Student Scholarships

Stempel Scholars

The Robert Stempel College of Public Health & Social Work (RSCPHSW) received funding from the Ernest Stempel Foundation to be used for student scholarships and financial aid – specifically, to support MPH students. One student is selected annually, based on specific criteria. The Stempel Scholarship Committee monitors each recipient’s academic progress. When graduating, students supported by the Stempel Scholarship through graduation are known as “Stempel Scholars – a tribute to the donor foundation and the memory of Dr. Robert R. Stempel.

In 2012-13, the Stempel Scholarship was awarded to two students in Public Health.

Ashley Fiona Desamours, from the Department of Health Policy and Management (HPM), chose to pursue a Master’s in Public Health and specialize in health policy and management because “[she] realized that public health could be applied to nearly every facet of life and that [she] could use public health to affect, on a larger scale, issues such as obesity and environmental policies, which [she is] very passionate about.” Ms. Desamours graduated in Spring 2013.

Suzette Ste-Rose grew up in Haiti, witnessing the ravages of diseases such as HIV/AIDS and tuberculosis, and realizing early on that “public health education saves lives through prevention.” This is what motivated her to become a Public Health Technologist while in the U.S. Air Force and then, enroll for a Master’s in Public Health, with a specialization in Health Promotion and Disease Prevention (HPDP). Ms. Ste-Rose explained her career choice as follows: “Working in the public health field feels right to me; like I was born to do this, as if I have found my place in this big world. I get excited just thinking about it. I am meant to be a Public Health professional.” Ms. Ste-Rose will graduate in Spring 2014.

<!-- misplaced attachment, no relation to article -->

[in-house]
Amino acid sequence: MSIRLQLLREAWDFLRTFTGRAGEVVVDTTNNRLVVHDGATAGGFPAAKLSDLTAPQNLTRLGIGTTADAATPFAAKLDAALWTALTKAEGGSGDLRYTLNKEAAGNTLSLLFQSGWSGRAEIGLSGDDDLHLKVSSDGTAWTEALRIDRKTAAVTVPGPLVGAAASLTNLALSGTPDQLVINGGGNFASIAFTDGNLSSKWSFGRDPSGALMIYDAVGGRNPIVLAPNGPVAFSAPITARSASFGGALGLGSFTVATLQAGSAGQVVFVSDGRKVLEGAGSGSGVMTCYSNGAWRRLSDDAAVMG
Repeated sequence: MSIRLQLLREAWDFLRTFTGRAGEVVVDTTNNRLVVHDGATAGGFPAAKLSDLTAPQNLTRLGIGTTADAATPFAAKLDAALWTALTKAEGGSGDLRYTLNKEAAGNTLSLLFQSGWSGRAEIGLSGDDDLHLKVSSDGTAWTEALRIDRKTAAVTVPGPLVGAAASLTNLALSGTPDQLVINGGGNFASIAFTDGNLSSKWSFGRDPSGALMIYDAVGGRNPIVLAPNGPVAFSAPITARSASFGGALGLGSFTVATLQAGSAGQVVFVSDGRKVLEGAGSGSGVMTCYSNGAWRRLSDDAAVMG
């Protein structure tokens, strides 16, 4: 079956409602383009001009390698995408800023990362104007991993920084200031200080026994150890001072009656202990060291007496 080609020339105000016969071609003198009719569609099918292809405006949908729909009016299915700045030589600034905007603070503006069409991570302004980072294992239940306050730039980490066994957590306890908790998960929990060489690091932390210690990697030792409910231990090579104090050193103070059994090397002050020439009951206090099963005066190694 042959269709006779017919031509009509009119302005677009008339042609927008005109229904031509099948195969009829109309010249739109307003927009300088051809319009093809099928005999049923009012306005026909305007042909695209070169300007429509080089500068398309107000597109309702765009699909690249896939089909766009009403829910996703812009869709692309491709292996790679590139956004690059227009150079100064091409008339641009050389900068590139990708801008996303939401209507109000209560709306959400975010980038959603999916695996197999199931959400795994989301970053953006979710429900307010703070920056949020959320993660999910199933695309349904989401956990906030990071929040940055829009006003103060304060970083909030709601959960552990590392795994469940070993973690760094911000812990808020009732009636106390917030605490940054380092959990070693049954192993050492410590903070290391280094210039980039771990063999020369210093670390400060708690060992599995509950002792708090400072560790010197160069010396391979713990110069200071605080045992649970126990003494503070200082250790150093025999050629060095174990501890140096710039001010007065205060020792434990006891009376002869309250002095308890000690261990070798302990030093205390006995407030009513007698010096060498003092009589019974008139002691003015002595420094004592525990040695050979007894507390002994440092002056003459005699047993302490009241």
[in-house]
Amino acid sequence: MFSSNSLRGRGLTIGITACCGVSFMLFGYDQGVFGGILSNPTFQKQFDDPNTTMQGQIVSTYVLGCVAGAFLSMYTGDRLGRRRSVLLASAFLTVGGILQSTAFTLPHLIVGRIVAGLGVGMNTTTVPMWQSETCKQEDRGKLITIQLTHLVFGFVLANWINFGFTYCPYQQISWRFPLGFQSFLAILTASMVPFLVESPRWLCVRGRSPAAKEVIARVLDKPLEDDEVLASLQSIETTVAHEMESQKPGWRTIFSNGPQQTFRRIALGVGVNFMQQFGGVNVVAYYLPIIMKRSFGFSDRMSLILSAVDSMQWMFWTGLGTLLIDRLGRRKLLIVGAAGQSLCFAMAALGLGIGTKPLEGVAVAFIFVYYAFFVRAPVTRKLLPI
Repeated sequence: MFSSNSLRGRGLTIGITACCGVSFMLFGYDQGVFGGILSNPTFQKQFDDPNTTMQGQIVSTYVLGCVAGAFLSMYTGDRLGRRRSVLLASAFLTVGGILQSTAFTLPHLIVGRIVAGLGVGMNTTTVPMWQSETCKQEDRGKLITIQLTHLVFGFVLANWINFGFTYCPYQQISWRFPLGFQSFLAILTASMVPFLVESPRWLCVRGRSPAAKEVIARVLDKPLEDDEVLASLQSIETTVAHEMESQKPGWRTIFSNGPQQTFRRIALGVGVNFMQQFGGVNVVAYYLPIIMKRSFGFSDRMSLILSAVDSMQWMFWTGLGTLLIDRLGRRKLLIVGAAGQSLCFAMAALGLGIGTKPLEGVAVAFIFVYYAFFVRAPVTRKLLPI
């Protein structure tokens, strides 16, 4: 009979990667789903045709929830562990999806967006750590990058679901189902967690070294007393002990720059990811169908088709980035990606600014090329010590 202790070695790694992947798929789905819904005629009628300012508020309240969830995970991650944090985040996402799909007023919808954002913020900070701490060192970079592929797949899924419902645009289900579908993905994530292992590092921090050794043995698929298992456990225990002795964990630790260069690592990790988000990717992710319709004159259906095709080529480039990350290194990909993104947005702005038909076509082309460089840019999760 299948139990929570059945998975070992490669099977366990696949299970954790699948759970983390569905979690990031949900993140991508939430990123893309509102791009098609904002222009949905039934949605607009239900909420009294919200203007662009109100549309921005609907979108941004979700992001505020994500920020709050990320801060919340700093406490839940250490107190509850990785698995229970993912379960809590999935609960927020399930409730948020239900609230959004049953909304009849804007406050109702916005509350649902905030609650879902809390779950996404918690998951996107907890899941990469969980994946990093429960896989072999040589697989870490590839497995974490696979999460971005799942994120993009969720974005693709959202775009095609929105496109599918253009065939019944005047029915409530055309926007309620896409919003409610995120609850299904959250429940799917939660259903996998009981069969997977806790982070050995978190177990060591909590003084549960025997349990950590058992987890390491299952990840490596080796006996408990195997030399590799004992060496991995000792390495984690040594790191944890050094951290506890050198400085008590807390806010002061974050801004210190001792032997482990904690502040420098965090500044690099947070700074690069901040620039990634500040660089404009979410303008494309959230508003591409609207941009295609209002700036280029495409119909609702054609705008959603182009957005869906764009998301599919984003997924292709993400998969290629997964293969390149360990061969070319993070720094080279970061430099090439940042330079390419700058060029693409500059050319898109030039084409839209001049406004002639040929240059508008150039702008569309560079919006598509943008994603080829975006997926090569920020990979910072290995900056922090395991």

For Fall 2013, the Stempel Scholarship was awarded to Leah Davis Ewart who grew up on picket lines. Daughter of an African American mother and a white father, Ms. Ewart has seen her fair share of strikes, rallies and protests. Her experience has taught her the importance of working for change within the community, of being politically active and having respect for people and the environment. Ms. Ewart greatly enjoys school, and believes that her background in history and sociology prepares her well for a career in Public Health as they intersect to create a source of knowledge that fundamentally shapes her values and views. History provided her with the insight into cultures, religions and politics and helped her to understand the country in its present state. Sociology has given her the theories and tools to understand social interdependence and evaluate social inequality. Ms. Ewart believes that understanding these aspects will allow her to look closely to each community and develop public health policies that will help to benefit the communities in their unique surroundings. The Stempel Scholarship will be vital in completing her desire to complete her MPH degree. In Ms. Ewart’s words, “the degree program will give me the tools to identify public health issues and develop programs necessary to address the needs of the (our) community while simultaneously allowing me the chance to specialize in the areas that I am most concerned with.”


Other Scholarships